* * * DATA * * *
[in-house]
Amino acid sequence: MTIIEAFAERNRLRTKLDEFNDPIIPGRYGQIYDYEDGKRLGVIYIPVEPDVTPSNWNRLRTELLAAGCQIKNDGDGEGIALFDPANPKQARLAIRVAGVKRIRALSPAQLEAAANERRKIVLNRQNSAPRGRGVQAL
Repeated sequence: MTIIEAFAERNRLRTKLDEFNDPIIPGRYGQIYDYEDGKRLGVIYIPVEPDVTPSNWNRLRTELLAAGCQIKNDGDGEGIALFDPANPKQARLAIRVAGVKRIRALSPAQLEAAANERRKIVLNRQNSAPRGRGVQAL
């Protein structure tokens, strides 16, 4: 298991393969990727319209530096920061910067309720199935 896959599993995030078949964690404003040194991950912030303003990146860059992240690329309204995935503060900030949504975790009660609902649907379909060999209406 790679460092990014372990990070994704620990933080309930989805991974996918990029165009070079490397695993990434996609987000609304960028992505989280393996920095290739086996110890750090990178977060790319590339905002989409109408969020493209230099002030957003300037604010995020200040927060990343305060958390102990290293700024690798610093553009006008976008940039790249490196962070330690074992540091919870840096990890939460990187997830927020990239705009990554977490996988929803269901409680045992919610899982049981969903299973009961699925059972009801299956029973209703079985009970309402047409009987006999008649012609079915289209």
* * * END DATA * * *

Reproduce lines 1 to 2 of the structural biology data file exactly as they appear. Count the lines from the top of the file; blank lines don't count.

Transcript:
[in-house]
Amino acid sequence: MTIIEAFAERNRLRTKLDEFNDPIIPGRYGQIYDYEDGKRLGVIYIPVEPDVTPSNWNRLRTELLAAGCQIKNDGDGEGIALFDPANPKQARLAIRVAGVKRIRALSPAQLEAAANERRKIVLNRQNSAPRGRGVQAL